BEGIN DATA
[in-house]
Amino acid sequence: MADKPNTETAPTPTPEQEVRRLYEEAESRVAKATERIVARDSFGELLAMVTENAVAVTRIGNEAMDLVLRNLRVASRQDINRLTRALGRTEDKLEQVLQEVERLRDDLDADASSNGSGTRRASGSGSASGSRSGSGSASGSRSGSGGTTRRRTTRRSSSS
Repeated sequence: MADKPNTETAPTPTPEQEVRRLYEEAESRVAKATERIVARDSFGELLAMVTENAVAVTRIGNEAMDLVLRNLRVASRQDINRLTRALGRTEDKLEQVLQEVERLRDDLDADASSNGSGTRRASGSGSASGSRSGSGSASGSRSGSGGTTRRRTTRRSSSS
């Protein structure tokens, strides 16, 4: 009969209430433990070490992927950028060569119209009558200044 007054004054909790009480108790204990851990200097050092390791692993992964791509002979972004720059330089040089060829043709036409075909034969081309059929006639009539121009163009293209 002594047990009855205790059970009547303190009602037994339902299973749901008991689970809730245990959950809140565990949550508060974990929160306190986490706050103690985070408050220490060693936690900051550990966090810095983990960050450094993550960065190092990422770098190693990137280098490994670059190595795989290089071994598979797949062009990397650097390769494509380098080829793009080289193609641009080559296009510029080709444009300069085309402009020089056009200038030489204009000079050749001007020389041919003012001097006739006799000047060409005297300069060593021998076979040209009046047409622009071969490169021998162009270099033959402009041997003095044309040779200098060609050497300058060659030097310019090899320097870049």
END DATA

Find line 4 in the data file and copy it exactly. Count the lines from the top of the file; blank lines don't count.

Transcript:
């Protein structure tokens, strides 16, 4: 009969209430433990070490992927950028060569119209009558200044 007054004054909790009480108790204990851990200097050092390791692993992964791509002979972004720059330089040089060829043709036409075909034969081309059929006639009539121009163009293209 002594047990009855205790059970009547303190009602037994339902299973749901008991689970809730245990959950809140565990949550508060974990929160306190986490706050103690985070408050220490060693936690900051550990966090810095983990960050450094993550960065190092990422770098190693990137280098490994670059190595795989290089071994598979797949062009990397650097390769494509380098080829793009080289193609641009080559296009510029080709444009300069085309402009020089056009200038030489204009000079050749001007020389041919003012001097006739006799000047060409005297300069060593021998076979040209009046047409622009071969490169021998162009270099033959402009041997003095044309040779200098060609050497300058060659030097310019090899320097870049």